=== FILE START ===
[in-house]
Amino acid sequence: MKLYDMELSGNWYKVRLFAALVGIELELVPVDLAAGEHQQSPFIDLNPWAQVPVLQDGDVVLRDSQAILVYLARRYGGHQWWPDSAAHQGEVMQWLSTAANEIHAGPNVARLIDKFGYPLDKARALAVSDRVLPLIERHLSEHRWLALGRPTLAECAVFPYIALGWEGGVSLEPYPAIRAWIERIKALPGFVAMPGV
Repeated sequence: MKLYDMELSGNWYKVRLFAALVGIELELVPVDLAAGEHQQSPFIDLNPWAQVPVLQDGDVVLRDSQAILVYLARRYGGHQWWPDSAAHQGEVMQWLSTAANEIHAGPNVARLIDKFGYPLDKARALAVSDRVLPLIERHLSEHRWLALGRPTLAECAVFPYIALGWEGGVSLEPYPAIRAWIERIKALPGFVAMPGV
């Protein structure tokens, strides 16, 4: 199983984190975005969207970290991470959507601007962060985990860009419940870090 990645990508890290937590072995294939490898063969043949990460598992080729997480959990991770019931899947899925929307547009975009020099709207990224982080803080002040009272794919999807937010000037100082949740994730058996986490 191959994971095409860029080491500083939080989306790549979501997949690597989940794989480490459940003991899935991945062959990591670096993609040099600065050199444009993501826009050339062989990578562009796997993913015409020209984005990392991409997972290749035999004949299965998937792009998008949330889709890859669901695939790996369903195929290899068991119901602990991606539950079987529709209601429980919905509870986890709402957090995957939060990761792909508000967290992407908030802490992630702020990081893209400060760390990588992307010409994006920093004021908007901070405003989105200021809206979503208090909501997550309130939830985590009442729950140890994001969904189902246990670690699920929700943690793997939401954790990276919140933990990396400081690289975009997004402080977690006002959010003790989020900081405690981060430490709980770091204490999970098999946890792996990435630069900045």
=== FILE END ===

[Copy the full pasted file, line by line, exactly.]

[in-house]
Amino acid sequence: MKLYDMELSGNWYKVRLFAALVGIELELVPVDLAAGEHQQSPFIDLNPWAQVPVLQDGDVVLRDSQAILVYLARRYGGHQWWPDSAAHQGEVMQWLSTAANEIHAGPNVARLIDKFGYPLDKARALAVSDRVLPLIERHLSEHRWLALGRPTLAECAVFPYIALGWEGGVSLEPYPAIRAWIERIKALPGFVAMPGV
Repeated sequence: MKLYDMELSGNWYKVRLFAALVGIELELVPVDLAAGEHQQSPFIDLNPWAQVPVLQDGDVVLRDSQAILVYLARRYGGHQWWPDSAAHQGEVMQWLSTAANEIHAGPNVARLIDKFGYPLDKARALAVSDRVLPLIERHLSEHRWLALGRPTLAECAVFPYIALGWEGGVSLEPYPAIRAWIERIKALPGFVAMPGV
């Protein structure tokens, strides 16, 4: 199983984190975005969207970290991470959507601007962060985990860009419940870090 990645990508890290937590072995294939490898063969043949990460598992080729997480959990991770019931899947899925929307547009975009020099709207990224982080803080002040009272794919999807937010000037100082949740994730058996986490 191959994971095409860029080491500083939080989306790549979501997949690597989940794989480490459940003991899935991945062959990591670096993609040099600065050199444009993501826009050339062989990578562009796997993913015409020209984005990392991409997972290749035999004949299965998937792009998008949330889709890859669901695939790996369903195929290899068991119901602990991606539950079987529709209601429980919905509870986890709402957090995957939060990761792909508000967290992407908030802490992630702020990081893209400060760390990588992307010409994006920093004021908007901070405003989105200021809206979503208090909501997550309130939830985590009442729950140890994001969904189902246990670690699920929700943690793997939401954790990276919140933990990396400081690289975009997004402080977690006002959010003790989020900081405690981060430490709980770091204490999970098999946890792996990435630069900045």